Monday, December 5, 2011

Dinners & Lunches in Taiwan

In my last post I re-lived some of my favorite small eats in Taiwan.  There are endless casual and delicious places to discover! However there are also a ton of sit-down places and finer dining.  The cuisine in Taiwan is very heavily influenced by the Japanese, so it really is a wonderful fusion of Chinese and Japanese. Here's a smattering of a couple of the bigger meals I had in Taipei!

Business Lunch at Sumie
One huge difference between Taiwan and the US is that they actually take lunch hours! While the norm for us (especially in the Financial industry) is that we grab something really quick and work while eating at our desks, the norm in Taiwan is to get away from the office and have an hour+ long meal.  So jealous!  As such 'Business Lunches' are quite popular.  While I was in Taipei I tried the Business Lunch menu at Sumie, in the San Want Hotel.  It cost about $30 to $40 USD per person.  We got a lot of food for the value, check it out:

Prices for the Business Lunch vary depending on the main 'entree' that you choose, but you still get [Before your entree] Sushi, Salad, Appetizer (Eggplant), Mushroom and Turnip Soup, [After your entree] Oden with Miso Soup, Mochi dessert. So much food!

Eggplant appetizer.  Delicious! and Beautiful

Entree: Deep fried soft shell crab
Entree: Grilled Codfish with Miso
Entree: Sukiyaki Beef
As if the entree wasn't enough, we also were given Oden and miso soup afterwards.

Lunch at Din Tai Fung
Din Tai Fung is famous (like, really famous!) for their dumplings.  Unlike a lot of touristy places, this one actually lives up to the hype.  Make sure you go early, or be prepared for a long wait.  It's a popular stop for tour groups, so that tends to clog up the table turnover sometimes.  They have lots of varieties of dumplings and also regular food as well.  Everything we had was delicious! Go go go!

Looks like a dumpling factory! That's because it kind of is.  It's unreal how quickly these guys churn out dumplings.  They weigh each dumpling to make sure it's the right weight (wow, quality control!) and their expert fingers move amazingly fast as they fold the dumpling skin.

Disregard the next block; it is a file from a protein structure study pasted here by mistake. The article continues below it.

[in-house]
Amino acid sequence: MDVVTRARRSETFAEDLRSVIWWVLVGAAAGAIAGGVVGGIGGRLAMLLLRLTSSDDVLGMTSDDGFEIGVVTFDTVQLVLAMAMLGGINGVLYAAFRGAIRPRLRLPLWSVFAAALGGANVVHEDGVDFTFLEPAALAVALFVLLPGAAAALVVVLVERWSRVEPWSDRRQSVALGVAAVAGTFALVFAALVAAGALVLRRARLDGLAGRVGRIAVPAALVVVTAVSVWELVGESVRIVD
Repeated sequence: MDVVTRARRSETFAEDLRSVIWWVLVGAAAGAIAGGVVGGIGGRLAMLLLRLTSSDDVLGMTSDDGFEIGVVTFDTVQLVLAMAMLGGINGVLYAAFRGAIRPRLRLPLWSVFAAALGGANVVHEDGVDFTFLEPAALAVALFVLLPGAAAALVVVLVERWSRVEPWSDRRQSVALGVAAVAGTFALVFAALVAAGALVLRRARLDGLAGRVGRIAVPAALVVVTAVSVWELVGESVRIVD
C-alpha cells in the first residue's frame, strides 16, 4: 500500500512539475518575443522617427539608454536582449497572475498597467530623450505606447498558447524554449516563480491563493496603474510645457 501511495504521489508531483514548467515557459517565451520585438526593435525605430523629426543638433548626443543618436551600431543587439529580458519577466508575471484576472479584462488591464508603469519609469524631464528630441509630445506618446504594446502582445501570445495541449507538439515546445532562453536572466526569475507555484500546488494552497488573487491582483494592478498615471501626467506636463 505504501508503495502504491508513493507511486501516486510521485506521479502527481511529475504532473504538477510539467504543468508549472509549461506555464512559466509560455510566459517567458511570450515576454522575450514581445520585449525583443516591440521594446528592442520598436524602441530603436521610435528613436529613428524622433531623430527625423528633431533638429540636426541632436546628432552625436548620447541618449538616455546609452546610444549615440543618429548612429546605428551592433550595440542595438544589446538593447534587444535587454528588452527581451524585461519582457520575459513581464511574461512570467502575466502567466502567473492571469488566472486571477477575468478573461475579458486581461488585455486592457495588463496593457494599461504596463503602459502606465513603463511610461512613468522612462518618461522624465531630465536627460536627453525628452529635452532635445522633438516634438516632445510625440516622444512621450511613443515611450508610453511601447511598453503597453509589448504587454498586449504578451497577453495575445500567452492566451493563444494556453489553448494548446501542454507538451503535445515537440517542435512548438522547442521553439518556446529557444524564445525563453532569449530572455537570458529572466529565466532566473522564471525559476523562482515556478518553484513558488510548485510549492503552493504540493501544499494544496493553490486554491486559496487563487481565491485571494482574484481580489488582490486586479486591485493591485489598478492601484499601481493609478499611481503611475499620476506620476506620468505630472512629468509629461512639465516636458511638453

Appetizer: bean sprouts!

House special appetizer: It had seaweed, bean sprouts, vermicelli, I can't remember what else but it was really really good!
Their famous Xiaolongbao (Soup dumplings!)
There's a process in eating these little critters! After dipping it in a bit of ginger/soy sauce, plop it in your soup spoon.  Take a little nibble (just so you break through the skin), drink the soup that spills out in your spoon, and then go ahead and devour the rest of the dumpling :)  Oh sooo good!
Pork and shrimp dumpling
And now on to dessert!  This was their Sweet Eight Flavor (sticky) Rice with red beans and other sweet treats.
This is their Taro dumpling. I had never even knew this existed before but gosh was it good.  It was delicately sweet and a perfect end to the dumpling extravaganza!

Hot Pot
One of the things I LOVE eating is Hot Pot.  If you're unfamiliar with what it is, you have a big pot of broth and you cook your veggies, meats, seafood, whatever you want!, in it.  There are dipping sauces too! It's pretty healthy, or at least feels like it is, and is perfect on a cold day.  Taiwan has awesome hot pot, and one place in particular that was on my list of must-try's was Mo-Mo Paradise.  It's actually not one of the highest-rated hot pot restaurants in Taipei, but it is a chain and quite well known, and well... I just happen to have a person connection to it :)

Plate of veggies, which they refill and refill and refill again, and again.  Oh happiness!!  My parents never had to yell at me to eat my veggies.  I love 'em.
We opted for the pork broth, and it came with two choices of meats and unlimited veggies
Here is the veggie cart that rolls around to restock you.  "Yes I'll have more of that, that, and yes that.  Yes and more of this too.  Keep on piling! When are you coming back?" I couldn't be stopped.
Marathon Dinners
I'm not sure if this is the norm there, but the dinners I was graciously invited to by family and family friends in Taipei were multi-course, many hours long, and absolutely delectable!  Marathon meals, I call it, because just as you're approaching the middle of the courses, the end is not quite in sight and you've got to muster up the will to keep on going.  The variety and quality of food laid in front of me was beautiful and delicious:

They LOVE king prawn there - these were huge, bigger than my hand!

[Banquet Dinner]

I'm guiltily saying this is quite possibly the best version of Shark fin soup I've ever had. It's currently still legal in Taiwan, but not for much longer.  I'm glad, for the sake of the sharks.
Another version of the king prawn!

[Japanese Dinner]

Chilled sake glasses, and oh gosh that endless sake...
Octopus, two ways
Fresh fresh sushi! Doesn't it kind of look like bunny ears?
Fish, I'm not sure how it was prepared or what kind it was for that matter. I just remember it was very boney and difficult to eat.  I must practice de-boning fish before I return next time.
Croquettes, two ways.  Both delicious!
Here's that king prawn again :)
Chicken which was SO tender. I wish I knew how they cooked it...
And finally, udon soup to close the meal :)

Clearly, I came back with some extra pound-age.  But how can you not when in Taiwan?! :) 

Thanks for taking a trip down memory lane with me!
Piggy KL

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